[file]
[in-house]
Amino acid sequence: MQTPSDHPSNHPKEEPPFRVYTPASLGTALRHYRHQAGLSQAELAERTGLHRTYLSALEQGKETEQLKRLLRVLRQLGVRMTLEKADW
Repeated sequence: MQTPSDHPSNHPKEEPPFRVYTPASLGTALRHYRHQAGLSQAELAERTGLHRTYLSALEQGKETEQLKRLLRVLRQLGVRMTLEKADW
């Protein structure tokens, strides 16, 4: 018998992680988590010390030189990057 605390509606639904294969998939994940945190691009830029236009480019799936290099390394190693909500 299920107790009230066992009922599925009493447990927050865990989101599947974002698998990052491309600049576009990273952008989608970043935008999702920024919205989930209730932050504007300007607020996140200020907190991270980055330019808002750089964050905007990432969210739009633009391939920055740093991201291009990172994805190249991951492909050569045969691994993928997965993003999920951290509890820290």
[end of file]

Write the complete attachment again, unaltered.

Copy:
[in-house]
Amino acid sequence: MQTPSDHPSNHPKEEPPFRVYTPASLGTALRHYRHQAGLSQAELAERTGLHRTYLSALEQGKETEQLKRLLRVLRQLGVRMTLEKADW
Repeated sequence: MQTPSDHPSNHPKEEPPFRVYTPASLGTALRHYRHQAGLSQAELAERTGLHRTYLSALEQGKETEQLKRLLRVLRQLGVRMTLEKADW
């Protein structure tokens, strides 16, 4: 018998992680988590010390030189990057 605390509606639904294969998939994940945190691009830029236009480019799936290099390394190693909500 299920107790009230066992009922599925009493447990927050865990989101599947974002698998990052491309600049576009990273952008989608970043935008999702920024919205989930209730932050504007300007607020996140200020907190991270980055330019808002750089964050905007990432969210739009633009391939920055740093991201291009990172994805190249991951492909050569045969691994993928997965993003999920951290509890820290």